This plaque is engraved with the coat of arms of Pope John Paul II, who survived an assassination attempt on this very spot back in 1981.
And from interesting assassination monuments to interesting architecture, make sure you check out the most unique perspective of the colonnades that St Peter’s Square has to offer.
These two colonnades run 4 columns deep, and were expertly designed by Bernini himself to resemble welcoming arms outstretched for an embrace. But while countless visitors pass through the colonnades every day, many fail to appreciate the coolest vantage point of these columns.
So, don’t make that mistake! When in St Peter’s Square, look for the two iron circles on the ground (halfway between the central Obelisk and the fountain on each side) and look forward.
Those columns that run 4 rows deep will now align perfectly, creating the illusion that there’s only a single row of columns. Pretty wild!
Lunch: Bonci Pizzarium
Okay, after all that sightseeing, you deserve a good feed.
Pizza is an Italian superfood beloved the world over, but if you want to try a Roman style pizza, then Bonci Pizzarium is a great place to visit for Pizza al Taglio, a Roman style of pizza that is served in rectangular slices and sold by weight.
The pizzas here are beautiful and the toppings are unique, plus the entire experience is a little different since you pay by weight and indicate how big you want your slice to be before watching them snip away at it with scissors.
The downsides though are…
- The pizza is more expensive than you’d find elsewhere in the city
- The toppings can be pretty creative, so you might chance upon one you don’t like
- There can be long line-ups and crowds
- There’s nowhere to actually eat the pizza on-site (no tables)
So, if you’re looking for more of a laid back and relaxing lunch, then I have another recommendation – Borgo 36, only a 5 minute walk from St Peter’s Square. The food here is unpretentious, fairly priced, and delicious!
Optional: Vatican Museums
After lunch, you might consider visiting the Vatican Museums. I personally would mark this as a very optional visit, and here’s why.
I may get some flack for this, but I don’t think the Vatican Museums are necessarily a must-do when you’re visiting Rome, especially if you’re trying to make the most of Rome in 3 days.
I get it: it feels like one of those things you MUST do because everyone says it is (akin to the Louvre in Paris), but I’ve visited twice and am still pretty lukewarm about it, because…
Firstly, it can be SO crowded with large tour groups that you can barely move. Yes the architecture and artwork are fantastic, but the crowds can really take away from the experience.
Secondly, the Sistine Chapel (arguably the museum’s most famous attraction) is very dimly lit, and the atmosphere is incredibly bizarre.
Not only is it crowded in there, guards inside demand utter silence yet ironically have to “SHUSH” tourists super loudly every 5 seconds. Photography is also prohibited, although everybody and their mom’s cousin will still try to sneak a blurry photo.
All in all, yes the frescoes are magnificent, but if you’ve seen them before thanks to infinite references in pop culture, seeing them in real life doesn’t really blow you away.
That’s my personal experience anyway.
If you do still want to visit though, here are some tips I can offer:
- Time your visit for the last entry time. Going before it closes is usually less crowded than the mornings as most tours have left by then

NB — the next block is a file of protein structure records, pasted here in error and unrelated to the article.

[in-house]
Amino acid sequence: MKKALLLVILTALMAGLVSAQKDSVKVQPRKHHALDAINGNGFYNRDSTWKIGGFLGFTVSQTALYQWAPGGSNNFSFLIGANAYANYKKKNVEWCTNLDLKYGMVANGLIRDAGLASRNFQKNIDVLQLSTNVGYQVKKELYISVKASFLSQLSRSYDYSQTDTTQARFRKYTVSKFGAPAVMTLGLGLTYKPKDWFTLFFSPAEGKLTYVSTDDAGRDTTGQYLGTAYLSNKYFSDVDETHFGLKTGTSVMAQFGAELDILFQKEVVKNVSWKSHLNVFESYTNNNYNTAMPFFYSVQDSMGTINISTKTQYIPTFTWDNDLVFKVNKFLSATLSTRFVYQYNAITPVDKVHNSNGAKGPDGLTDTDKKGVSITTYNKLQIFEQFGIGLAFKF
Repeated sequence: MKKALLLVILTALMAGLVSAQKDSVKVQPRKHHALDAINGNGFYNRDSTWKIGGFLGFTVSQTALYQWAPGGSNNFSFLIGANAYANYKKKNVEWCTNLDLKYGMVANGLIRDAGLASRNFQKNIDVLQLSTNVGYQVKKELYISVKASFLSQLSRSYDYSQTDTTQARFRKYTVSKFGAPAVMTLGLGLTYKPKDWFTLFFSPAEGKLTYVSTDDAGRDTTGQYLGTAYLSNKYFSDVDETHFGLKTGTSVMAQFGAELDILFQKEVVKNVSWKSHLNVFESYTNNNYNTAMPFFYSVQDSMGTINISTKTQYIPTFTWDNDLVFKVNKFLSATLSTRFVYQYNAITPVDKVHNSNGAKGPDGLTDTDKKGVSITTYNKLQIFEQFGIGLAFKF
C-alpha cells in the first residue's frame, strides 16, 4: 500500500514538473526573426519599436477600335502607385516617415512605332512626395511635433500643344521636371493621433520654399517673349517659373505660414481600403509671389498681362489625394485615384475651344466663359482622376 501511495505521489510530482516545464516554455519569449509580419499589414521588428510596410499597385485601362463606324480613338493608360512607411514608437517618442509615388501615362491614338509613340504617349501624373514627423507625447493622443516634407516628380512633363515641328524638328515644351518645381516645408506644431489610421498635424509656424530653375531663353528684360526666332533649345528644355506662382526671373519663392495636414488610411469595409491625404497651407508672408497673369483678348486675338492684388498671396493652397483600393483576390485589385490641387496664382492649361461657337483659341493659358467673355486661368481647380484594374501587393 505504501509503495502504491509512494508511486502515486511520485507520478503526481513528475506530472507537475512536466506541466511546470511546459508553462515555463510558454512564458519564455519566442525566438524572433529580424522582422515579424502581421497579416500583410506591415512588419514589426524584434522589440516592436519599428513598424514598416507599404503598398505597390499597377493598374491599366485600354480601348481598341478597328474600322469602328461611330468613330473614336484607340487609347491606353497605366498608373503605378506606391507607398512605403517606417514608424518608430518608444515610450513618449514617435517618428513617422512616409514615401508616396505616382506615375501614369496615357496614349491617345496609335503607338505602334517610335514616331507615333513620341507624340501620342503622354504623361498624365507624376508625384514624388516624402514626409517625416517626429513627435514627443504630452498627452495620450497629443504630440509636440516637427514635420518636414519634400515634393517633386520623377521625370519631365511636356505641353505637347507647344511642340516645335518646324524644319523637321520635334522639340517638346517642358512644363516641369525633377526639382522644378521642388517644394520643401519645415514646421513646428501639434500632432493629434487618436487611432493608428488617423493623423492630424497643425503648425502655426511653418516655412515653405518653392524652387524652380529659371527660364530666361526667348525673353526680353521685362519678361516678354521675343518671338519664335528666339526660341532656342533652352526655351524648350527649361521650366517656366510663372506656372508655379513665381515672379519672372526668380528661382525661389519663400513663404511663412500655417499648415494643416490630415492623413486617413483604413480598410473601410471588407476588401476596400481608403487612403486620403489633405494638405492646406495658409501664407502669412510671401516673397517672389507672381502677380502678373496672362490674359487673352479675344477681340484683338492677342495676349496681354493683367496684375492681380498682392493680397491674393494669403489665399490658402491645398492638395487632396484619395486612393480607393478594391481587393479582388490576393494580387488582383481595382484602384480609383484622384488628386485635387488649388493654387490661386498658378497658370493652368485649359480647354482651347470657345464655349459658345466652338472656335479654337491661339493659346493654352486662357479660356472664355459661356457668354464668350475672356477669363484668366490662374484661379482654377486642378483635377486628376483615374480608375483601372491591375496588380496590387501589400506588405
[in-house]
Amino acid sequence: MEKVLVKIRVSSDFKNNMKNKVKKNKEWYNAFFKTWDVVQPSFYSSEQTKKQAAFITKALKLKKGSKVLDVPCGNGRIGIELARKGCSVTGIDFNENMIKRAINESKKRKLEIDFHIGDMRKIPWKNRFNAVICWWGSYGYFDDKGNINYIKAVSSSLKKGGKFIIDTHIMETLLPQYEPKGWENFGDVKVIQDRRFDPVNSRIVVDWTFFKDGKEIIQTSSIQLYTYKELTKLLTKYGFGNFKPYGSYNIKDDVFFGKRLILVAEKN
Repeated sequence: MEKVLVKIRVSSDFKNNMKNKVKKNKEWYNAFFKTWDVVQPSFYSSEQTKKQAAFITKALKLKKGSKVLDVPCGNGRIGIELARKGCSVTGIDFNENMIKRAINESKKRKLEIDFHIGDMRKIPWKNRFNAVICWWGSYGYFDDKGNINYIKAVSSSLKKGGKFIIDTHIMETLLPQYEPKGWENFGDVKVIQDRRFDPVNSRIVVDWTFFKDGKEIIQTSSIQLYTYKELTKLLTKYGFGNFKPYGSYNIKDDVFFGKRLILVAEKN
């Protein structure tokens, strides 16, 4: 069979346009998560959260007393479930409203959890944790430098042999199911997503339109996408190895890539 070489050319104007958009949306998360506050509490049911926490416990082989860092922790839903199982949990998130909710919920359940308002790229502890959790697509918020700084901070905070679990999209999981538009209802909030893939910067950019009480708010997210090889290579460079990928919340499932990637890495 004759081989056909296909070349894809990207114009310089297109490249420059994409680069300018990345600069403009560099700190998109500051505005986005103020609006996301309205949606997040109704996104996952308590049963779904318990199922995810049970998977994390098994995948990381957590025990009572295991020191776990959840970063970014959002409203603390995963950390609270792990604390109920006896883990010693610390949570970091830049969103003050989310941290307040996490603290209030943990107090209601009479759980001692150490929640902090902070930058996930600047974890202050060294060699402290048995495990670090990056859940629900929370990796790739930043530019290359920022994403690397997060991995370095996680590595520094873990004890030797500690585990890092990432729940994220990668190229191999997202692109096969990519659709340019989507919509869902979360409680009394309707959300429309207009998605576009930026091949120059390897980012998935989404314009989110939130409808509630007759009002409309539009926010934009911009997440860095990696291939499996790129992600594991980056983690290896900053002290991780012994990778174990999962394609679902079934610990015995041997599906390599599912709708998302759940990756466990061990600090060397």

- Book a private after hours tour. This is a VERY pricey option but well worth it if you want the ultimate Vatican Museum experience – this tour takes place only once a week (so you must prebook) but allows you to experience the Vatican Museum and Sistine Chapel with literally no other tourists.
- Book this early morning tour, which gives you entry to the Sistine Chapel before it opens. The downside is you’ll be touring the museums once it’s open to the public, so you won’t be protected from those crowds, but if the Sistine Chapel is your #1 priority, this could be a good middle ground option.
Alright, it’s time to say goodbye to the Vatican and move on to our next stop: Castel St’Angelo.
NOTE: If you can time your visit with sunset (easier in winter months), then absolutely do. The views at this time are spectacular.
The Castel Sant’Angelo is a really special Roman attraction because of its colourful history. Few monuments in Rome have evolved with the city’s history and power struggles as much as this one, which has been around since the 2nd century.
Originally built as a mausoleum for Emperor Hadrian, it was later converted into a castle by the Popes, who from the 14th century onwards began to add their own little flourishes like chapels and statues to glam up the place to their liking.
Luckily they got a lot of use out of it – not only has Castel Sant’Angelo been a fortress and safe haven, it has also been used as a prison, and more recently, even a film set, where it starred as a key location in Angels & Demons and Eat, Pray, Love.
There aren’t many attractions in Rome that quite capture the city’s evolution from the Ancient Roman Empire to its present day pop culture stardom, so this Castel is definitely worth a visit.
Piazza del Popolo
Our next stop is a 20ish minute walk from Castel Sant’Angelo to Piazza del Popolo, or (much quicker) a quick 7 minute taxi ride.
TIP: If you are ever getting a taxi in Rome, I recommend ordering one through an app like FREE NOW to avoid getting scammed.
Translated as “The People’s Square”, Piazza del Popolo is considered one of Rome’s most important (and aesthetically pleasing) squares, housing a number of attractions including the Leonardo da Vinci Museum, the twin churches of Santa Maria in Montesanto and Santa Maria dei Miracoli, and the Basilica di Santa Maria del Popolo.